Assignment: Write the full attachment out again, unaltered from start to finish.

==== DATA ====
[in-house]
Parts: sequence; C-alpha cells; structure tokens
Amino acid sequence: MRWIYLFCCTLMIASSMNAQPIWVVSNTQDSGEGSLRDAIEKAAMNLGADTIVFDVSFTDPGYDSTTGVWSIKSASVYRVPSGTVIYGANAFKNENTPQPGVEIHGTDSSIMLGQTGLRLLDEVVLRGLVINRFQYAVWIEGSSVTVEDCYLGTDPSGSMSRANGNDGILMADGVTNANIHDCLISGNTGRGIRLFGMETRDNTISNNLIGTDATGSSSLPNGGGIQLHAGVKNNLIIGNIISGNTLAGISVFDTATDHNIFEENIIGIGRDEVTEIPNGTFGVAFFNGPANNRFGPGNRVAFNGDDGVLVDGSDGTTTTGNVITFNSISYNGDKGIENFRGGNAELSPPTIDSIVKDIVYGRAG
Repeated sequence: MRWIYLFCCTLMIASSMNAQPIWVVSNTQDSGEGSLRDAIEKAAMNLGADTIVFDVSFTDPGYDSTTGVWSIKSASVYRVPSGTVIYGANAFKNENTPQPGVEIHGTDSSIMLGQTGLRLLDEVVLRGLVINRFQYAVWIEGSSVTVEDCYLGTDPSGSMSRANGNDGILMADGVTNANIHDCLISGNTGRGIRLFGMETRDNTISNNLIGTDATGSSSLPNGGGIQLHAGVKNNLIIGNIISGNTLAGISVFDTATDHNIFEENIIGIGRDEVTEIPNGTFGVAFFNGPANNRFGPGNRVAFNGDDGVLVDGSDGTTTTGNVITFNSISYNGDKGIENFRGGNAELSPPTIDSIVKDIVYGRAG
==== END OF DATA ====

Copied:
[in-house]
Parts: sequence; C-alpha cells; structure tokens
Amino acid sequence: MRWIYLFCCTLMIASSMNAQPIWVVSNTQDSGEGSLRDAIEKAAMNLGADTIVFDVSFTDPGYDSTTGVWSIKSASVYRVPSGTVIYGANAFKNENTPQPGVEIHGTDSSIMLGQTGLRLLDEVVLRGLVINRFQYAVWIEGSSVTVEDCYLGTDPSGSMSRANGNDGILMADGVTNANIHDCLISGNTGRGIRLFGMETRDNTISNNLIGTDATGSSSLPNGGGIQLHAGVKNNLIIGNIISGNTLAGISVFDTATDHNIFEENIIGIGRDEVTEIPNGTFGVAFFNGPANNRFGPGNRVAFNGDDGVLVDGSDGTTTTGNVITFNSISYNGDKGIENFRGGNAELSPPTIDSIVKDIVYGRAG
Repeated sequence: MRWIYLFCCTLMIASSMNAQPIWVVSNTQDSGEGSLRDAIEKAAMNLGADTIVFDVSFTDPGYDSTTGVWSIKSASVYRVPSGTVIYGANAFKNENTPQPGVEIHGTDSSIMLGQTGLRLLDEVVLRGLVINRFQYAVWIEGSSVTVEDCYLGTDPSGSMSRANGNDGILMADGVTNANIHDCLISGNTGRGIRLFGMETRDNTISNNLIGTDATGSSSLPNGGGIQLHAGVKNNLIIGNIISGNTLAGISVFDTATDHNIFEENIIGIGRDEVTEIPNGTFGVAFFNGPANNRFGPGNRVAFNGDDGVLVDGSDGTTTTGNVITFNSISYNGDKGIENFRGGNAELSPPTIDSIVKDIVYGRAG